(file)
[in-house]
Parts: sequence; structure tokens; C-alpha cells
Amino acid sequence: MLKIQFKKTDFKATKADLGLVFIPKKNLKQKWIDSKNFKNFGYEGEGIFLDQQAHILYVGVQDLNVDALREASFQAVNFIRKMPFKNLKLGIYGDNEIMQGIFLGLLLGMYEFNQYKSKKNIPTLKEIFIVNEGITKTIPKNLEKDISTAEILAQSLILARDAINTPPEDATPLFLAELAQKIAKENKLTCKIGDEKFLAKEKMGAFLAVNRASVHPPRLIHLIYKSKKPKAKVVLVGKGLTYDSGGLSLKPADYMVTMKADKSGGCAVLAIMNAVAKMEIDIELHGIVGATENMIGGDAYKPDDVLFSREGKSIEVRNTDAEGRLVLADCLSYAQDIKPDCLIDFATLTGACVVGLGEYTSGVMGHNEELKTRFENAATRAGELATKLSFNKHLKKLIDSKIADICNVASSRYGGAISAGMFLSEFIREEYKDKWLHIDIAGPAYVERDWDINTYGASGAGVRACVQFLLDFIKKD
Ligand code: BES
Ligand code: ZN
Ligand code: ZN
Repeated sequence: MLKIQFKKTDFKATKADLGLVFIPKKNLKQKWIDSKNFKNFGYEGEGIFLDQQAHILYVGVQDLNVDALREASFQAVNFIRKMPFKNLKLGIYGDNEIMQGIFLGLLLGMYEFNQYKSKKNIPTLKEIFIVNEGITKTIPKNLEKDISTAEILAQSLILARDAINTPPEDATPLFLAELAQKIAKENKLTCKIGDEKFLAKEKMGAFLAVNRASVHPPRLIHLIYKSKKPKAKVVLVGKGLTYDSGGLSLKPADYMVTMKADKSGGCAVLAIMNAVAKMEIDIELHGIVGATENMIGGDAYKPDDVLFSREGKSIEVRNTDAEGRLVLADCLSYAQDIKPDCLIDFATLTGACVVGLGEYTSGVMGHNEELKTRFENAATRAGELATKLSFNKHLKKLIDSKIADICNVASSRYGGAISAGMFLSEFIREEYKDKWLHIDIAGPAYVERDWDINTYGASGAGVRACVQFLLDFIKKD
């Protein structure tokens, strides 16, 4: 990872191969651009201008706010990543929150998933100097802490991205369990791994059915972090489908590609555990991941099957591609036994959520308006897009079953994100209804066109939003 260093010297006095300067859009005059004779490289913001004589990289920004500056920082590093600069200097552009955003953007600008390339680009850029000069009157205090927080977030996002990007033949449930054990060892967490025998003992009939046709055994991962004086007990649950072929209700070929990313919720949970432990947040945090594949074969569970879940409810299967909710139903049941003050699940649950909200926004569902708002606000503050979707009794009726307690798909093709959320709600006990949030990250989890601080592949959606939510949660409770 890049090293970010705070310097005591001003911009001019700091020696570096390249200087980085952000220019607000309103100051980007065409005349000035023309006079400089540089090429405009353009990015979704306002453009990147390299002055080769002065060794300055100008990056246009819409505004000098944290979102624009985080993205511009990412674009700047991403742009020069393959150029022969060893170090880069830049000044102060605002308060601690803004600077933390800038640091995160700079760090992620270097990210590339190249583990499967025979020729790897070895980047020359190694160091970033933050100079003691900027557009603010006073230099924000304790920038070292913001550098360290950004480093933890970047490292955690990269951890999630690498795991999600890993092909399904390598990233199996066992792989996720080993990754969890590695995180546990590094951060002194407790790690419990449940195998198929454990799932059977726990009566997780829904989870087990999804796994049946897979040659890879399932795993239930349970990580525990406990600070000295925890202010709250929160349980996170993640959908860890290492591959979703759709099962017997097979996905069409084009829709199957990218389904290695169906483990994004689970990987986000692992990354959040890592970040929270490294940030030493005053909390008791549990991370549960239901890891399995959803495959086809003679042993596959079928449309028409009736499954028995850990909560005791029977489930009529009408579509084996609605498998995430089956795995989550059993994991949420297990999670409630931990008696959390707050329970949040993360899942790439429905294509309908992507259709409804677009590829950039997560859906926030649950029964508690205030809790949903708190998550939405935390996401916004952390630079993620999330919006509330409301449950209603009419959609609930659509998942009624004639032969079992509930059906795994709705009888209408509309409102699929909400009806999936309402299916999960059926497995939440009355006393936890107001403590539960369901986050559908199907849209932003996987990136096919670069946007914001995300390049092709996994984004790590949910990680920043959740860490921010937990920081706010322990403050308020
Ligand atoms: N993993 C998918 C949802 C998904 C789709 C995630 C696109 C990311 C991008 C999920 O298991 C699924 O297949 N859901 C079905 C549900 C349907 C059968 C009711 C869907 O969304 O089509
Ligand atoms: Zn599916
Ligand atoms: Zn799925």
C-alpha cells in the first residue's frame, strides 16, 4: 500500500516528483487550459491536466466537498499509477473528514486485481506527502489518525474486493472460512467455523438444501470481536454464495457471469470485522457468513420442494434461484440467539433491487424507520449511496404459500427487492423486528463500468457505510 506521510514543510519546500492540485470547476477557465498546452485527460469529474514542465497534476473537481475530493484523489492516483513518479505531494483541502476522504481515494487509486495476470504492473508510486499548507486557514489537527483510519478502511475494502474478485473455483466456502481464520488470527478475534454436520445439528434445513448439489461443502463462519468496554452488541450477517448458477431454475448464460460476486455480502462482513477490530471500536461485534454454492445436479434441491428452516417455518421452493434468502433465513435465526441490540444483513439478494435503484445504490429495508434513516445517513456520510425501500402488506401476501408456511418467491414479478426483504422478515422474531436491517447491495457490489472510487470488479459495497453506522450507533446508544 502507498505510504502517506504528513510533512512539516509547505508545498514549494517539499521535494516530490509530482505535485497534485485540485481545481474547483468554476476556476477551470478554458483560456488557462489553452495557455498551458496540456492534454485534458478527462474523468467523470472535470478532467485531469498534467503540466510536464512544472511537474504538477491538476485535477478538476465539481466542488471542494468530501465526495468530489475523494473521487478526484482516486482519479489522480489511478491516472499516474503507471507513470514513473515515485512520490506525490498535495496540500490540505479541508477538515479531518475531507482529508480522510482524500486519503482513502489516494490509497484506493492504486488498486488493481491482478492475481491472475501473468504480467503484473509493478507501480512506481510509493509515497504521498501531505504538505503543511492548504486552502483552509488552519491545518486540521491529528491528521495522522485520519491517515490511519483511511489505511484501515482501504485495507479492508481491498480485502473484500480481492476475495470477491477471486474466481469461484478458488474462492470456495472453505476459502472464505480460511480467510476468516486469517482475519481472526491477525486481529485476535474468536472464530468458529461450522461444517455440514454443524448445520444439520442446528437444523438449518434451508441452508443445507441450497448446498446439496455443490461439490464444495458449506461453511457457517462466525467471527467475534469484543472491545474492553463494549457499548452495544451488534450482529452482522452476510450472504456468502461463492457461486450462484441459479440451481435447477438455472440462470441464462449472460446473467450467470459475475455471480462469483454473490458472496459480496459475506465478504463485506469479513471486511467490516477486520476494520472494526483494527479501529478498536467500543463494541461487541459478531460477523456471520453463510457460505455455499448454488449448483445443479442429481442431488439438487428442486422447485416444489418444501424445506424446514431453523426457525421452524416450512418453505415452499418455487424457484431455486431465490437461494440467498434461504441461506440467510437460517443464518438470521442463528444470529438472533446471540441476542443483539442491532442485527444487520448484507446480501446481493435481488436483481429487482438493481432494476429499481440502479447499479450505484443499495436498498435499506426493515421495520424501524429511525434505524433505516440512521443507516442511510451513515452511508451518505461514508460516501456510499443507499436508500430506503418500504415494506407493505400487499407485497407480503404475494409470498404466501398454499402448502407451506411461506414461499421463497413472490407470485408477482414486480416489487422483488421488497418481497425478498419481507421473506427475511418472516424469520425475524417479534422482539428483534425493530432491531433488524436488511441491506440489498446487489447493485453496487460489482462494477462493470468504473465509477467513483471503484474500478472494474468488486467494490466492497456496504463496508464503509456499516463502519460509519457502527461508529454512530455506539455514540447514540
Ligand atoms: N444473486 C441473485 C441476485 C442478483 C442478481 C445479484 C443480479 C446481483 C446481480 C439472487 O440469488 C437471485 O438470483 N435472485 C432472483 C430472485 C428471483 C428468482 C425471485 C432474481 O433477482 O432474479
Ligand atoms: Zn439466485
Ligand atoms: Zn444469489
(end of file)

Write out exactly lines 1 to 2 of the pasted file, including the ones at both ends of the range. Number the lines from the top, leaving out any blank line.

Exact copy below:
[in-house]
Parts: sequence; structure tokens; C-alpha cells